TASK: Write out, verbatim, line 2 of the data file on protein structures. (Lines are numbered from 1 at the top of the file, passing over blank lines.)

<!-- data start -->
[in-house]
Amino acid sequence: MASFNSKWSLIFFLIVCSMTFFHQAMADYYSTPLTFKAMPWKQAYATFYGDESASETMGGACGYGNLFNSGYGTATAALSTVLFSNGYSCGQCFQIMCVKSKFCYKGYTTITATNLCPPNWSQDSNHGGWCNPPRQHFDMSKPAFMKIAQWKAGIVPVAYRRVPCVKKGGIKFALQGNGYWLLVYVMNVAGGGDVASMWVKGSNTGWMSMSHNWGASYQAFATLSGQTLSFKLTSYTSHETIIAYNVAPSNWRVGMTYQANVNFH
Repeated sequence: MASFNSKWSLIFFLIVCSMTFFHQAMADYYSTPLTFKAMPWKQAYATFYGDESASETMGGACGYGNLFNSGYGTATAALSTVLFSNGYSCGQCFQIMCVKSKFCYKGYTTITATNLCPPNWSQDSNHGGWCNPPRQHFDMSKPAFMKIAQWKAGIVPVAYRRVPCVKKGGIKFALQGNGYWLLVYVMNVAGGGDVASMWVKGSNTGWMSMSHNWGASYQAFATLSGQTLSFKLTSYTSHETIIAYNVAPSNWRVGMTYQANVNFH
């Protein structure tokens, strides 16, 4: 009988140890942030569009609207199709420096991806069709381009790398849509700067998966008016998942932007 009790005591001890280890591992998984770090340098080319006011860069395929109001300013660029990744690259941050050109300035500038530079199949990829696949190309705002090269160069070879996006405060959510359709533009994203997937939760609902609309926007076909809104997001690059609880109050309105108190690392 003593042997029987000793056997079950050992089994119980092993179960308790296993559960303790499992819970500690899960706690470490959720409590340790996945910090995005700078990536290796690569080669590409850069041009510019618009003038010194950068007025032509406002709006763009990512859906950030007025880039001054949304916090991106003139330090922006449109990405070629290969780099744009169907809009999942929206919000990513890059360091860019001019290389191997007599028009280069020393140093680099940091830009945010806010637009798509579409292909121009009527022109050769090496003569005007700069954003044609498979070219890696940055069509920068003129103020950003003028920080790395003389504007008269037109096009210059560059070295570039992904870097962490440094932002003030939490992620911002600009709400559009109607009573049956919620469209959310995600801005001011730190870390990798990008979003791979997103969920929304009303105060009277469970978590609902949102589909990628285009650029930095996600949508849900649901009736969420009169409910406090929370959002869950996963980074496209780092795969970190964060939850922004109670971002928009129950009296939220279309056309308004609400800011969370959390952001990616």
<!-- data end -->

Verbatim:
Amino acid sequence: MASFNSKWSLIFFLIVCSMTFFHQAMADYYSTPLTFKAMPWKQAYATFYGDESASETMGGACGYGNLFNSGYGTATAALSTVLFSNGYSCGQCFQIMCVKSKFCYKGYTTITATNLCPPNWSQDSNHGGWCNPPRQHFDMSKPAFMKIAQWKAGIVPVAYRRVPCVKKGGIKFALQGNGYWLLVYVMNVAGGGDVASMWVKGSNTGWMSMSHNWGASYQAFATLSGQTLSFKLTSYTSHETIIAYNVAPSNWRVGMTYQANVNFH